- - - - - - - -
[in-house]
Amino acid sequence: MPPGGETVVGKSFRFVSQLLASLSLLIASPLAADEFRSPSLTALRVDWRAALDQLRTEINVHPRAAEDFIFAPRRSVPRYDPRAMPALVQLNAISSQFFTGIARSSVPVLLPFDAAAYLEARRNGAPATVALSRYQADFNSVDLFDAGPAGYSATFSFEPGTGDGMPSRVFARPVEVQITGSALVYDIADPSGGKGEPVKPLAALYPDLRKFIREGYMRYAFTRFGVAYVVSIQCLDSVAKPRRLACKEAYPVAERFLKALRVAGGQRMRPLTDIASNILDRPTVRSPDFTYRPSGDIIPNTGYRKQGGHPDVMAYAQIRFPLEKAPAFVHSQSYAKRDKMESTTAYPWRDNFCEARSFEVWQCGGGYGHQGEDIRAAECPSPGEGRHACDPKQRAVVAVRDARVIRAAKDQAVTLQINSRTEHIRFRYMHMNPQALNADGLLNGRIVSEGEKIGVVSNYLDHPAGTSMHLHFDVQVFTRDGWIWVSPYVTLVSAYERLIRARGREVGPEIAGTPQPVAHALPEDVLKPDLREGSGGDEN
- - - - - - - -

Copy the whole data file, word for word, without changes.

[in-house]
Amino acid sequence: MPPGGETVVGKSFRFVSQLLASLSLLIASPLAADEFRSPSLTALRVDWRAALDQLRTEINVHPRAAEDFIFAPRRSVPRYDPRAMPALVQLNAISSQFFTGIARSSVPVLLPFDAAAYLEARRNGAPATVALSRYQADFNSVDLFDAGPAGYSATFSFEPGTGDGMPSRVFARPVEVQITGSALVYDIADPSGGKGEPVKPLAALYPDLRKFIREGYMRYAFTRFGVAYVVSIQCLDSVAKPRRLACKEAYPVAERFLKALRVAGGQRMRPLTDIASNILDRPTVRSPDFTYRPSGDIIPNTGYRKQGGHPDVMAYAQIRFPLEKAPAFVHSQSYAKRDKMESTTAYPWRDNFCEARSFEVWQCGGGYGHQGEDIRAAECPSPGEGRHACDPKQRAVVAVRDARVIRAAKDQAVTLQINSRTEHIRFRYMHMNPQALNADGLLNGRIVSEGEKIGVVSNYLDHPAGTSMHLHFDVQVFTRDGWIWVSPYVTLVSAYERLIRARGREVGPEIAGTPQPVAHALPEDVLKPDLREGSGGDEN